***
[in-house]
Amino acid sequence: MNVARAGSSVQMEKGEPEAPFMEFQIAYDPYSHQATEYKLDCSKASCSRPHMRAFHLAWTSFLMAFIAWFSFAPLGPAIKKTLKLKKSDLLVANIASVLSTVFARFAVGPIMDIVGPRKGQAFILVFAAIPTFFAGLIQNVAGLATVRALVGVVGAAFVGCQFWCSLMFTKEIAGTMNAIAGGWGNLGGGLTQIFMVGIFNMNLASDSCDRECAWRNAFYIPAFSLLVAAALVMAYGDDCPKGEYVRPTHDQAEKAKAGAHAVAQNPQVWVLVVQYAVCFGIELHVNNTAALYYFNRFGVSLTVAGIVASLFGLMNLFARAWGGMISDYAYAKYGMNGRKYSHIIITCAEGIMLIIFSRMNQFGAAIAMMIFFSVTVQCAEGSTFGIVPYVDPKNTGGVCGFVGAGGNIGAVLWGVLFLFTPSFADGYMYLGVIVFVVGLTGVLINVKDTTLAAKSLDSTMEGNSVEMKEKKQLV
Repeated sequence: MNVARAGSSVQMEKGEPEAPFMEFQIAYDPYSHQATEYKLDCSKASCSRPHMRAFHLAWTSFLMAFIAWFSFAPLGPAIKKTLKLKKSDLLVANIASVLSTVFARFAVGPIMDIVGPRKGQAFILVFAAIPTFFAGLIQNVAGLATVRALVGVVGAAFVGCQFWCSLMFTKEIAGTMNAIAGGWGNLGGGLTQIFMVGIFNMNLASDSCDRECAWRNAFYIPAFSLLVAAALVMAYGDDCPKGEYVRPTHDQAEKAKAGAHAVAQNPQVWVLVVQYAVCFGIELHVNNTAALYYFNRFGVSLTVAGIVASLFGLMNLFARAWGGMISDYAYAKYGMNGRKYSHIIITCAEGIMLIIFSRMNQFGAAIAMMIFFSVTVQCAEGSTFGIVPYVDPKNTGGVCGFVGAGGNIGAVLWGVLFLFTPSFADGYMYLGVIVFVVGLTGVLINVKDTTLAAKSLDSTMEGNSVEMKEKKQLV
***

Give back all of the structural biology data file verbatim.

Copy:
[in-house]
Amino acid sequence: MNVARAGSSVQMEKGEPEAPFMEFQIAYDPYSHQATEYKLDCSKASCSRPHMRAFHLAWTSFLMAFIAWFSFAPLGPAIKKTLKLKKSDLLVANIASVLSTVFARFAVGPIMDIVGPRKGQAFILVFAAIPTFFAGLIQNVAGLATVRALVGVVGAAFVGCQFWCSLMFTKEIAGTMNAIAGGWGNLGGGLTQIFMVGIFNMNLASDSCDRECAWRNAFYIPAFSLLVAAALVMAYGDDCPKGEYVRPTHDQAEKAKAGAHAVAQNPQVWVLVVQYAVCFGIELHVNNTAALYYFNRFGVSLTVAGIVASLFGLMNLFARAWGGMISDYAYAKYGMNGRKYSHIIITCAEGIMLIIFSRMNQFGAAIAMMIFFSVTVQCAEGSTFGIVPYVDPKNTGGVCGFVGAGGNIGAVLWGVLFLFTPSFADGYMYLGVIVFVVGLTGVLINVKDTTLAAKSLDSTMEGNSVEMKEKKQLV
Repeated sequence: MNVARAGSSVQMEKGEPEAPFMEFQIAYDPYSHQATEYKLDCSKASCSRPHMRAFHLAWTSFLMAFIAWFSFAPLGPAIKKTLKLKKSDLLVANIASVLSTVFARFAVGPIMDIVGPRKGQAFILVFAAIPTFFAGLIQNVAGLATVRALVGVVGAAFVGCQFWCSLMFTKEIAGTMNAIAGGWGNLGGGLTQIFMVGIFNMNLASDSCDRECAWRNAFYIPAFSLLVAAALVMAYGDDCPKGEYVRPTHDQAEKAKAGAHAVAQNPQVWVLVVQYAVCFGIELHVNNTAALYYFNRFGVSLTVAGIVASLFGLMNLFARAWGGMISDYAYAKYGMNGRKYSHIIITCAEGIMLIIFSRMNQFGAAIAMMIFFSVTVQCAEGSTFGIVPYVDPKNTGGVCGFVGAGGNIGAVLWGVLFLFTPSFADGYMYLGVIVFVVGLTGVLINVKDTTLAAKSLDSTMEGNSVEMKEKKQLV